A review of REDUCE-IT data prior to an FDA supplemental new drug application decision shows the unprecedented benefit of the fish oil therapy.
Robert S. Busch, MD
Just this week, the US Food and Drug Administration (FDA) granted Priority Review to icosapent ethyl (Vascepa), the fish oil-based therapy seeking a supplemental indication for the reduction of residual cardiovascular risks in patients with elevated triglycerides.
When the FDA rules on the Amarin Corporation supplemental application in September, it will make its decision mostly based on the clinical results of the Vascepa CV Outcomes Trial (REDUCE-IT). As a recent review of the long-term, 8000-patient study showed, oral icosapent’s potential in cardiovascular risk reduction may be unprecedented.
The Amarin-supported review, presented at the American Diabetes Association (ADA) 2019 Scientific Sessions in San Francisco, CA, by Robert S. Busch, MD, director of Clinical Research at Albany Medical College, discussed the REDUCE-IT findings both as they pertain to the supplemental application for icosapent as well as its current adjunct hypertriglyceridemia treatment indication.
“Like many of you, I see patients every day,” Busch told his audience at ADA. “And this will change what you do Wednesday morning when you’re back at work.”
It’s fairly common for patients with type 2 diabetes (T2D) to present with raised triglyceride counts routinely, Busch said, requiring physicians to have a viable treatment regimen to manage patient symptoms and elevated cardiovascular risks alongside statins.
In the REDUCE-IT trial—previously presented at the American Heart Association (AHA) 2018 Scientific Sessions—investigators led by Deepak L. Bhatt, MD, MPH, of the Brigham and Women’s Hospital Heart and Vascular Center enrolled 8179 patients with established cardiovascular disease or with diabetes plus other risk factors.
Patients were required to have been receiving statin therapy, as well as a fasting triglyceride level of 135-499 mg per deciliter and a low-density lipoprotein cholesterol level of 41-100 mg per deciliter at baseline.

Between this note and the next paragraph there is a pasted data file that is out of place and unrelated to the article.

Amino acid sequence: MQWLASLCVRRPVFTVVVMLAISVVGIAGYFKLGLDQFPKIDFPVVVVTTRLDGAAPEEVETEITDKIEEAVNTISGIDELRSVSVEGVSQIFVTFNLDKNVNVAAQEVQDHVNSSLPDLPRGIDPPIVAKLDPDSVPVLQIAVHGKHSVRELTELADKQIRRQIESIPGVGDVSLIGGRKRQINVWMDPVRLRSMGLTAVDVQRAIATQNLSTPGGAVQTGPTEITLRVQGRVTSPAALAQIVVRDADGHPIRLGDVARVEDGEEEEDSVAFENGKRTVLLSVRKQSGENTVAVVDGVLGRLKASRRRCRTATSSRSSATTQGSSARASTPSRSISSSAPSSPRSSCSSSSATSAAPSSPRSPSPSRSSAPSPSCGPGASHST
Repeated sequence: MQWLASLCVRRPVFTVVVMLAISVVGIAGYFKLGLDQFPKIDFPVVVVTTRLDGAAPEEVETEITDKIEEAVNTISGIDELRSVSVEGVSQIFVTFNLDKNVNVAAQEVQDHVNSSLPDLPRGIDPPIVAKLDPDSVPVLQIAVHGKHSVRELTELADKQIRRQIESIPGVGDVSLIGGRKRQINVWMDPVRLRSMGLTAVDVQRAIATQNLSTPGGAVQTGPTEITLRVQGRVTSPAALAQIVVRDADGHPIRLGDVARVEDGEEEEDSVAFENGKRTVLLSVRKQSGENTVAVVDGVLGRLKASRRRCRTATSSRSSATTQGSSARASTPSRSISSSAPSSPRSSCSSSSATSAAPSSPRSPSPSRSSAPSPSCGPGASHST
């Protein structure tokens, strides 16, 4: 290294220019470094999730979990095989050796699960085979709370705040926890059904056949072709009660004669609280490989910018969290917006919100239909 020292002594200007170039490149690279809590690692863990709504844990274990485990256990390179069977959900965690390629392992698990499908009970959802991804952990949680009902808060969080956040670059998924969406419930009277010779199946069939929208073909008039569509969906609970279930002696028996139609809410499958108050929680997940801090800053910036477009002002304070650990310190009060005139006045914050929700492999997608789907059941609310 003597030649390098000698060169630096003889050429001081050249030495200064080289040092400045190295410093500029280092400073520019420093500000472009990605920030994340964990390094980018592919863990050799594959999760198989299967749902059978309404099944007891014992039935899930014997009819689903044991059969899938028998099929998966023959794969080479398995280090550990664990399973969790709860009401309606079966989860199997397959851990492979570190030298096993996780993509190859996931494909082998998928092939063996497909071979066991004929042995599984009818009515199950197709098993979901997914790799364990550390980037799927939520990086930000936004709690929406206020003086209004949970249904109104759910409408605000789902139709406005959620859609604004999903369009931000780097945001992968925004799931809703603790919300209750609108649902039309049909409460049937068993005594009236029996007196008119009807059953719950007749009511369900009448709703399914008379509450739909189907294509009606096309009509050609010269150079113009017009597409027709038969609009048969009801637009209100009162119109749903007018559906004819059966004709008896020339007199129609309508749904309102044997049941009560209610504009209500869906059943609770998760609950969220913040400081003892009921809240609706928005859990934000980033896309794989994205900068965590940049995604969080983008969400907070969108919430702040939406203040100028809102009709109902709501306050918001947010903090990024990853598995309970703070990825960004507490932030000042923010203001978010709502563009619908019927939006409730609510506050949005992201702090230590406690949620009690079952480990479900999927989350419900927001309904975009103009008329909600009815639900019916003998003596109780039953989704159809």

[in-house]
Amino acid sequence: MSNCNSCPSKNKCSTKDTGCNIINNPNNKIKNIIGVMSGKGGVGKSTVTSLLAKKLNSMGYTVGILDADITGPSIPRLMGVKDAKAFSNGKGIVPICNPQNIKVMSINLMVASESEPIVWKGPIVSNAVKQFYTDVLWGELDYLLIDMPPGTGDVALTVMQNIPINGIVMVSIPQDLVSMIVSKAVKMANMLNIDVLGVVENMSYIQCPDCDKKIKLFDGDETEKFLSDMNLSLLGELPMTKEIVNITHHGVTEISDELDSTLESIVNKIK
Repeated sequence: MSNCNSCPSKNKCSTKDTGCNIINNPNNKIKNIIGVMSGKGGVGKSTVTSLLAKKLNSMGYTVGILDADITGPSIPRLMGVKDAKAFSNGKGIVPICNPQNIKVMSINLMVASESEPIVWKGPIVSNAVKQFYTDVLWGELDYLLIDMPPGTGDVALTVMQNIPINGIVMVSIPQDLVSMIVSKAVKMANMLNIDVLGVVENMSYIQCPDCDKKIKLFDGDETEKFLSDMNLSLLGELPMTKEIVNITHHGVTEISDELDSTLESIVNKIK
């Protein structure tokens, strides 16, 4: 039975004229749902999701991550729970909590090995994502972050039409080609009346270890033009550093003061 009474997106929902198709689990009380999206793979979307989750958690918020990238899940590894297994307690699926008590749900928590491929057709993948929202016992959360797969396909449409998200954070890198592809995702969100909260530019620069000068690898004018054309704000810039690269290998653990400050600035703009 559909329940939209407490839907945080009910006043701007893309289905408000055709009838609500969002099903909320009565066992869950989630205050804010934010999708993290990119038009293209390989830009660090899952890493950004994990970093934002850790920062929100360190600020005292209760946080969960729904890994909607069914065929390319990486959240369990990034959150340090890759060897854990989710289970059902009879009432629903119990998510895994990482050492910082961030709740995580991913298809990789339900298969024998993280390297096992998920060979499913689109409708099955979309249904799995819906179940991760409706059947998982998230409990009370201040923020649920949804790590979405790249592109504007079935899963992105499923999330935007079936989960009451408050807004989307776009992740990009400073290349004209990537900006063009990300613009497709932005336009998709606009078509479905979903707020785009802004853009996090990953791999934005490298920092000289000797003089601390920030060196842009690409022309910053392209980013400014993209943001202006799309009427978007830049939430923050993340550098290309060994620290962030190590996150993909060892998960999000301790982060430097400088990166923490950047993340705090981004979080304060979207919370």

While assessing for a primary endpoint of a composite of cardiovascular death, nonfatal myocardial infarction (MI), nonfatal stroke, coronary revascularization, or unstable angina, investigators randomly assigned patients to either twice-daily 2 g icosapent ethyl or placebo.
The team also assessed for a key secondary endpoint of composite cardiovascular death, nonfatal MI, or nonfatal stroke.
Primary endpoint event occurred in significantly fewer treated patients (17.2%) than placebo patients (22.0%; HR .75; 95% CI: .65 - .83; P< .001), and the key secondary endpoint was also reached in fewer treated patients (11.2%) than placebo patients (14.8%; HR .74; 95% CI: .65 - .83; P< .001).
Additional ischemic endpoints were also significantly lower in patients treated with icosapent, including the rate of cardiovascular death (4.3% vs 5.2%; HR .80; 95% CI: .66 - .98; P= .03).
A greater rate of patients administered icosapent were hospitalized for atrial fibrillation/flutter, or reported serious bleeding events.
When recounting the significance of the findings, Busch noted the critical need for cardiovascular disease and mortality prevention—at a time when diabetes is reaching epidemic levels, and annual heart disease-driven deaths are climbing. And though much trial data—including those being presented at ADA 2019—evidences better lowering and management of LDL-C with statin monotherapy, residual risk remains unaddressed.
With raised triglyceride levels serving as a reliable indicator of increased cardiovascular risk, clinicians are seeking therapies that capably treat both triglyceride counts and prevent cardiovascular outcomes.
As such, repeated findings showing that icosapent significantly betters both these rates in statin-treated patients has led to broader recognition. The ADA’s 2019 Standards of Care in Diabetes included REDUCE-IT findings to support its designation of icosapent ethyl as an advised treatment for cardiovascular risk reduction among patients with atherosclerotic cardiovascular disease, diabetes, statin-controlled LDL-C, and raised triglyceride levels.
“It’s an obligation and a new standard of care from the ADA to know the triglyceride level in at-risk patients,” Busch said. “And if it’s raised, it’s also now an obligation to prescribe icosapent.”
Busch closed noting that icosapent was associated with “unprecedented” cardiovascular event risk reductions. Whether that’s reflected in the FDA’s decision to support or reject the therapy’s indication will be known in only a few months.